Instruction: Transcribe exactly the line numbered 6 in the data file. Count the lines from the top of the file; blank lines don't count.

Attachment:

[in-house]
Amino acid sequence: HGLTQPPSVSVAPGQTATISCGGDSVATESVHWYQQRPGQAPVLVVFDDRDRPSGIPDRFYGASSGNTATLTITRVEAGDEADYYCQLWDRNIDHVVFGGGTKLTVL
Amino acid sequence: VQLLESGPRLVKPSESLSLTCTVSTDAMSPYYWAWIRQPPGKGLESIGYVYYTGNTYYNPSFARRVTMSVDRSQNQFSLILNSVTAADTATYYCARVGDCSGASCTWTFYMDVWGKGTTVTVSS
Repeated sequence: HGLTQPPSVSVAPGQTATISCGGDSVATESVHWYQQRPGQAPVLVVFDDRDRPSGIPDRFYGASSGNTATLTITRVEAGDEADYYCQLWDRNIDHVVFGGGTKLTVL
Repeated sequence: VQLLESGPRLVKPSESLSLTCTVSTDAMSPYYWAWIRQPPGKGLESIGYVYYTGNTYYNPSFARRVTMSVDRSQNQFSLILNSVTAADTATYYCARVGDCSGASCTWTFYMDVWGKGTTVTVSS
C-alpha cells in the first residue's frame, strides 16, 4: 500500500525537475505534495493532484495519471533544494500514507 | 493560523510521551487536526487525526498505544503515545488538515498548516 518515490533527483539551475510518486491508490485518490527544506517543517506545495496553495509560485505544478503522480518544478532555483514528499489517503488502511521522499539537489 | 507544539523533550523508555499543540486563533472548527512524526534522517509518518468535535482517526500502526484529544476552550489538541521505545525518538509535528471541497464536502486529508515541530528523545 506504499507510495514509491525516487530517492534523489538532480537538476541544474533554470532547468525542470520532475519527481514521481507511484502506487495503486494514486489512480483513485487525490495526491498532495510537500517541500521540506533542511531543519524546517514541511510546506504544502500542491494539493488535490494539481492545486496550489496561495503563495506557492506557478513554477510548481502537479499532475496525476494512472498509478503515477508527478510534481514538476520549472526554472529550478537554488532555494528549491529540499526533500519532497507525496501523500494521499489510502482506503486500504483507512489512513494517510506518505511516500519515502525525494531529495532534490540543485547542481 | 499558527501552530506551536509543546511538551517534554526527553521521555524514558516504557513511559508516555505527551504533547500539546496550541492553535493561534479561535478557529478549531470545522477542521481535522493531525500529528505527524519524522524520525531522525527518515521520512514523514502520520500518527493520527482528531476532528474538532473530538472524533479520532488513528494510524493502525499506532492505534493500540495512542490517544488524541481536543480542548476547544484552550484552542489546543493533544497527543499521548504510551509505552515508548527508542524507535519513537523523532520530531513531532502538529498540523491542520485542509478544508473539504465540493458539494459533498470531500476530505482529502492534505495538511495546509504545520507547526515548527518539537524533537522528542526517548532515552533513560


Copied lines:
C-alpha cells in the first residue's frame, strides 16, 4: 500500500525537475505534495493532484495519471533544494500514507 | 493560523510521551487536526487525526498505544503515545488538515498548516 518515490533527483539551475510518486491508490485518490527544506517543517506545495496553495509560485505544478503522480518544478532555483514528499489517503488502511521522499539537489 | 507544539523533550523508555499543540486563533472548527512524526534522517509518518468535535482517526500502526484529544476552550489538541521505545525518538509535528471541497464536502486529508515541530528523545 506504499507510495514509491525516487530517492534523489538532480537538476541544474533554470532547468525542470520532475519527481514521481507511484502506487495503486494514486489512480483513485487525490495526491498532495510537500517541500521540506533542511531543519524546517514541511510546506504544502500542491494539493488535490494539481492545486496550489496561495503563495506557492506557478513554477510548481502537479499532475496525476494512472498509478503515477508527478510534481514538476520549472526554472529550478537554488532555494528549491529540499526533500519532497507525496501523500494521499489510502482506503486500504483507512489512513494517510506518505511516500519515502525525494531529495532534490540543485547542481 | 499558527501552530506551536509543546511538551517534554526527553521521555524514558516504557513511559508516555505527551504533547500539546496550541492553535493561534479561535478557529478549531470545522477542521481535522493531525500529528505527524519524522524520525531522525527518515521520512514523514502520520500518527493520527482528531476532528474538532473530538472524533479520532488513528494510524493502525499506532492505534493500540495512542490517544488524541481536543480542548476547544484552550484552542489546543493533544497527543499521548504510551509505552515508548527508542524507535519513537523523532520530531513531532502538529498540523491542520485542509478544508473539504465540493458539494459533498470531500476530505482529502492534505495538511495546509504545520507547526515548527518539537524533537522528542526517548532515552533513560